Donald Trump's 'most valuable' building is home to dozens of criminals

The Trump Building in lower Manhattan.
(Image credit: CC BY: KatieThebeau)

When facing mockery over his failed business ventures, Donald Trump has responded by touting the success of the Trump Building at 40 Wall St., his most valuable property. However, the reputation of those that dwell inside might be a little more, well, dubious.

Since Trump took over the building in 1995, Bloomberg discovered that "prosecutors have filed criminal charges against at least 29 people connected to 12 alleged scams tied to [40 Wall St.]. Nine other firms have faced serious regulatory claims. Authorities prevailed in most but not all of the cases." Additionally, "no U.S. address has been home to more of the unregistered brokerages that investors complain about, according to the Securities and Exchange Commission's current public alert list."

So what exactly are we talking about? A faked suicide? Check. A ponzi-schemer? You betcha. A penny-stock scam? Yep, there was one of those too.

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A cheap way to get a 40 Wall St. address is to grab space on the 28th floor, which is broken up into small offices. The firms listed in the lobby directory for that floor include Your Trading Room, a foreign-exchange operation ordered shut by an Australian court in 2012; Asian AIM Incubator Co., which Malaysian regulators put on a list of possible scams; Stilas International Law, whose founder was banned from practicing law in Virginia; and Ero Capital Corp., run by a man convicted of credit-card fraud.Even one of the four Cushman & Wakefield brokers who handle leasing for the skyscraper is a felon. Jeffrey Lichtenberg admitted accepting a bribe in 1999 after an investigation of bid-rigging in the construction business. He declined to comment. [Bloomberg]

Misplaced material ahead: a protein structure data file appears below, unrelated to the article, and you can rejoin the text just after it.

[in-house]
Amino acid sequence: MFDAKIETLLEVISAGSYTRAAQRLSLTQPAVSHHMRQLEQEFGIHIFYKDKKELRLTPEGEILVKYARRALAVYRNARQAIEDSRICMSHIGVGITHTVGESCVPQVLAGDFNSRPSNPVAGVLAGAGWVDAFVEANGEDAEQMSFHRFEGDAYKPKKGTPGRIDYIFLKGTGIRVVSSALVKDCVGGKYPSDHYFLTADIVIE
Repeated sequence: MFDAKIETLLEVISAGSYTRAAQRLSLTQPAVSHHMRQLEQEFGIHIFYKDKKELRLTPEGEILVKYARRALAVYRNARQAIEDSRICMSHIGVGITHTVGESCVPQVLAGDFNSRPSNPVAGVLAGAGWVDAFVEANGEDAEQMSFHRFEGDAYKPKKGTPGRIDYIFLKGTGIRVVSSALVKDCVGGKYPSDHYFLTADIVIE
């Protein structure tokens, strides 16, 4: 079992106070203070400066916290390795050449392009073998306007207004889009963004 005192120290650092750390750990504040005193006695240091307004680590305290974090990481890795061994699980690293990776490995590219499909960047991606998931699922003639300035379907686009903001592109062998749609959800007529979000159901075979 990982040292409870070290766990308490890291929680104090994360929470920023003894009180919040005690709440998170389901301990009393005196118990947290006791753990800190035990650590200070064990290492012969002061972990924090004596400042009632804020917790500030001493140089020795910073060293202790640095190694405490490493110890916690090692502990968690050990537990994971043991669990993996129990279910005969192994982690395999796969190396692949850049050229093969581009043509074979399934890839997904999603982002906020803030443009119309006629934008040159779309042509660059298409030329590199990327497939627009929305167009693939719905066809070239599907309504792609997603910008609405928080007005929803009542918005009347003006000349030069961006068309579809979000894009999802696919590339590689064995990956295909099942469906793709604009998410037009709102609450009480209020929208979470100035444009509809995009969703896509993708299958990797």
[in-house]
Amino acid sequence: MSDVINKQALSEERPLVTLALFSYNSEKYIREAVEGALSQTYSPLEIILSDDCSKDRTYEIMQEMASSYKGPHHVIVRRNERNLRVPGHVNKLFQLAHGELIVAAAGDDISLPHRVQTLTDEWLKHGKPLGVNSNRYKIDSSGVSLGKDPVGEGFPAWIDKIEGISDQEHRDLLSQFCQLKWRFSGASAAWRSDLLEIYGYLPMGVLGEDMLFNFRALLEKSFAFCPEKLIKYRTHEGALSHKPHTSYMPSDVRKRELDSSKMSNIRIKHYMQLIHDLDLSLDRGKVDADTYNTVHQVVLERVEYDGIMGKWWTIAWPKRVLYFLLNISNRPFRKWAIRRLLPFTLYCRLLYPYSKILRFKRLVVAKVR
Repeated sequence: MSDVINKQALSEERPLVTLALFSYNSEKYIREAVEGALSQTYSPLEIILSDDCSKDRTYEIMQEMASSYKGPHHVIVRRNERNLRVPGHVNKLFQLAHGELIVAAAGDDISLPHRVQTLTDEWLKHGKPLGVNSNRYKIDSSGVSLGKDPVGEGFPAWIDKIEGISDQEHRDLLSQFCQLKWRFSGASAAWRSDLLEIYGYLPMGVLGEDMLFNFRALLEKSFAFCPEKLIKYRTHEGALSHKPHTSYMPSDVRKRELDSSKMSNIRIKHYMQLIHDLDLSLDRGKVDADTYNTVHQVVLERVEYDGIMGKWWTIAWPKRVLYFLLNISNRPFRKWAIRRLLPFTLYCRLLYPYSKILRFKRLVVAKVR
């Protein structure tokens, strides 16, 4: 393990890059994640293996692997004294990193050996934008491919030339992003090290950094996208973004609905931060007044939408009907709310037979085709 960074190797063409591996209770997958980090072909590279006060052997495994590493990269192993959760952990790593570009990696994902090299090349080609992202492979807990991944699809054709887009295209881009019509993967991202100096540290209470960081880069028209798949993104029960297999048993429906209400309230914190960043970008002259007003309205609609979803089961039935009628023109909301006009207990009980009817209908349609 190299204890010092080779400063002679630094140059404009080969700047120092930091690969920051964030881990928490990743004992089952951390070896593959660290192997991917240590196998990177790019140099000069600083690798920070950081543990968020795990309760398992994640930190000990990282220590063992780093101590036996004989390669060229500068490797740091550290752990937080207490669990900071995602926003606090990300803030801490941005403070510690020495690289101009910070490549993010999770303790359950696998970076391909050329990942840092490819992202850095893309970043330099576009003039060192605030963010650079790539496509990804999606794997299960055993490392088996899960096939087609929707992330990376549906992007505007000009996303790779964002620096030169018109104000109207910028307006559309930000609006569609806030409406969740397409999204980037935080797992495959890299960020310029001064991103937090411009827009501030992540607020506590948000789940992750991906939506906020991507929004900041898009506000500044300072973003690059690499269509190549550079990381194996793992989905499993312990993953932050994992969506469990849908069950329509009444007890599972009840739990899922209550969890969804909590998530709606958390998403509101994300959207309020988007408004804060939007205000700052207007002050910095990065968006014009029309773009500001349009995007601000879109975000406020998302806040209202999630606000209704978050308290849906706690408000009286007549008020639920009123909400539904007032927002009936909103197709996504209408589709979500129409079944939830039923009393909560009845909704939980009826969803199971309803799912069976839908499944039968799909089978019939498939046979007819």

Bloomberg has a handy floor-by-floor breakdown of the allegations brought against Trump's 40 Wall St. tenets too, which you can see here.

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